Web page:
Most baseball people would say that it’s way too early to keep a close eye on the divisional standings. There are still four full months of baseball, they would say.
I disagree. It’s never too early to watch the standings, since a game in late May counts just the same as a game in late September.
With that being said, an exciting race is brewing in the NL Central between the St. Louis Cardinals, Cincinnati Reds and Pittsburgh Pirates. Only three games separate these teams for the lead in the NL Central.
If the season were to end today, the Cardinals would be the division winner, with the Reds and Pirates squaring off in the play-in game.
Of course, as I pointed out earlier, plenty of baseball still needs to be played. The great thing about this race is that it’s likely going to come down to head-to-head matchups.
The Cardinals are simply a winning machine. No matter who takes the field for St. Louis, the team always seems to put a competitor on the field. Yadier Molina and Carlos Beltran have led a consistent offense, but it’s been the starting pitching staff that has propelled the Cards to the division lead.
St. Louis leads league with a collective 3.07 ERA. But interestingly, who are the two teams right behind? The Pirates (3.20) and the Reds (3.23).
Mat Latos is off to roaring start for the Reds at 5-0. Cincinnati’s bullpen has allow been lights out late in games. Joey Votto is putting up MVP-type numbers, and the Reds have received great production from the newly-acquired Shin-Soo Choo. Brandon Phillips is leading the NL in RBIs.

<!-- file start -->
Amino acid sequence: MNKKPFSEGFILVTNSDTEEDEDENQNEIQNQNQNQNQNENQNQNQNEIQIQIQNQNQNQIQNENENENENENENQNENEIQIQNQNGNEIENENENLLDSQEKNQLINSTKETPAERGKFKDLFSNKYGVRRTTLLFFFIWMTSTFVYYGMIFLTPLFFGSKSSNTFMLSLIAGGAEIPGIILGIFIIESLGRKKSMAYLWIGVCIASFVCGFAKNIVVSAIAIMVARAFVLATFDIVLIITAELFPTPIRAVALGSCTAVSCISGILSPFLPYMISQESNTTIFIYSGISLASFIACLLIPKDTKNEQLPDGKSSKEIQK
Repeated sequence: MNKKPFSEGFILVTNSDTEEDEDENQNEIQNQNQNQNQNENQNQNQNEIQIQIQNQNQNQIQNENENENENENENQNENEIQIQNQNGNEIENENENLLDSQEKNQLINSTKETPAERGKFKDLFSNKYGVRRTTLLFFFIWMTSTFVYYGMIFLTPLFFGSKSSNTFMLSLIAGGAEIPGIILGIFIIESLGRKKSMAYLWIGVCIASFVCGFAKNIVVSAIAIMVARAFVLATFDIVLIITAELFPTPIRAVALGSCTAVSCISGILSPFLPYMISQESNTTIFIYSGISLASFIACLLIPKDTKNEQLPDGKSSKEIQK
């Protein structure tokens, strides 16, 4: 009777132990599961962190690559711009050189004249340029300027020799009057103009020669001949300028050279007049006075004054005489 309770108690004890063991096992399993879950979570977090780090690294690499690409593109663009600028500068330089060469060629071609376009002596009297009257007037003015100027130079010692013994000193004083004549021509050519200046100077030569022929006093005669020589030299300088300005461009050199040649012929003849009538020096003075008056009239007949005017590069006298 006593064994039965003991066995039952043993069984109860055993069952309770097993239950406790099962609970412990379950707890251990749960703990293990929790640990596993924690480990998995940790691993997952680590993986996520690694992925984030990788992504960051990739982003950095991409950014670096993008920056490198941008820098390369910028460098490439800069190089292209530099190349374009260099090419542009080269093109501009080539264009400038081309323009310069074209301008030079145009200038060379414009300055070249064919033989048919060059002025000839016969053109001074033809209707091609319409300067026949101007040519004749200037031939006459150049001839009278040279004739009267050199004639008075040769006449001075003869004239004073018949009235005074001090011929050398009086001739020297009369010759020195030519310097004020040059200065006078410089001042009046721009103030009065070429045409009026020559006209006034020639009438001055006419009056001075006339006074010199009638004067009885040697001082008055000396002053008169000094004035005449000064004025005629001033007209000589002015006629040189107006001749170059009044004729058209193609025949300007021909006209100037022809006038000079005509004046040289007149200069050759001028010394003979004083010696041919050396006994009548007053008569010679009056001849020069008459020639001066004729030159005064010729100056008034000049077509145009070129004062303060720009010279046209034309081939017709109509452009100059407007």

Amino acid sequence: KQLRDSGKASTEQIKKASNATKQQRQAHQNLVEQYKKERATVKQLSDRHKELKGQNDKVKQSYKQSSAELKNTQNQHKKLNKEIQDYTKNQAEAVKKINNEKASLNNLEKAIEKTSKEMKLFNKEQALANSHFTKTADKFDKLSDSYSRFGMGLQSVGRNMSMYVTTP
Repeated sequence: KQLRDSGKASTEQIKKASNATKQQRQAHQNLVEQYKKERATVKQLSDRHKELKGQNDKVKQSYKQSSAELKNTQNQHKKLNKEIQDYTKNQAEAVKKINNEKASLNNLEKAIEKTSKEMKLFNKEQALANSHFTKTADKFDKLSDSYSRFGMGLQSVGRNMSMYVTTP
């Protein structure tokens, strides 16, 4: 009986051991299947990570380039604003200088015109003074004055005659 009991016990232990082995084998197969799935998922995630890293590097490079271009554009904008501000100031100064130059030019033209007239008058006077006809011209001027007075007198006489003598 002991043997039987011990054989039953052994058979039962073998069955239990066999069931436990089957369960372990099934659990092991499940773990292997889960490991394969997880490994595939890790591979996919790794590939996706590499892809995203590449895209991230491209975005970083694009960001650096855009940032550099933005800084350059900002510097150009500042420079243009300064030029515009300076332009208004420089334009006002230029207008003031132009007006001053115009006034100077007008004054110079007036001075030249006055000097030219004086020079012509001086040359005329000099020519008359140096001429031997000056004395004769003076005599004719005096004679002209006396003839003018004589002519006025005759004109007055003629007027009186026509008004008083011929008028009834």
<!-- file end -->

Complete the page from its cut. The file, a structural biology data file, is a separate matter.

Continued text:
It was expected that the Reds and even the Cardinals would be near the top of the NL Central. However, the Pirates have been the real surprise over the first two months.
The team’s offense has exactly been great -- 24th in batting average and 20th in runs scored in the league. But as the team ERA suggests, Pittsburgh’s pitching has allowed the team to win close games.
Starters Jeff Locke and Jeanmar Gomez have been a nice complement to Wandy Rodriguez and A.J. Burnett. They aren’t exactly household names, but they are getting the job done, with each having an ERA less than 2.50.
The real story for the Pirates this year has been the bullpen. Who would have thought that Jason Grilli -- in his first extended action as a closer after spending parts of 10 seasons as a situational reliever -- would be leading the league in saves?
It’s a long season, but the Pirates should focus on channeling whatever they are doing now and save it for September. Again, every game counts, but Pittsburgh has shown its reputation for late-season collapses the past few years. Could this be the year of snapping the streak of 20 consecutive losing seasons, the longest active streak in professional sports?
If the Pirates want to experience October baseball, they’ll have to get past the Cardinals and Reds, which will be no easy task. If all three teams can keep up their current pace, the NL Central is in store for an exciting race to the finish.